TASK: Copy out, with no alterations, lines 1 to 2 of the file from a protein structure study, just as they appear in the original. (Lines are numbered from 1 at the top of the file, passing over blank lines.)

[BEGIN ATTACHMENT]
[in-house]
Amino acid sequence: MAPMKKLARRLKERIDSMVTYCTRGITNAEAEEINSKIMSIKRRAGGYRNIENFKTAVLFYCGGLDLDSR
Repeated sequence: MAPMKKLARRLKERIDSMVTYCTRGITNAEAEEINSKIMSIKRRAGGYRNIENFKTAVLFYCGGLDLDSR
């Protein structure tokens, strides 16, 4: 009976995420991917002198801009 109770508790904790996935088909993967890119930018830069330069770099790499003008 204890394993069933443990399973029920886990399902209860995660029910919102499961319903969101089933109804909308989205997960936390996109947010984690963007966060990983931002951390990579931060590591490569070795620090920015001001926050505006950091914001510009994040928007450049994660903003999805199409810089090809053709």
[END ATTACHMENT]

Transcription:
[in-house]
Amino acid sequence: MAPMKKLARRLKERIDSMVTYCTRGITNAEAEEINSKIMSIKRRAGGYRNIENFKTAVLFYCGGLDLDSR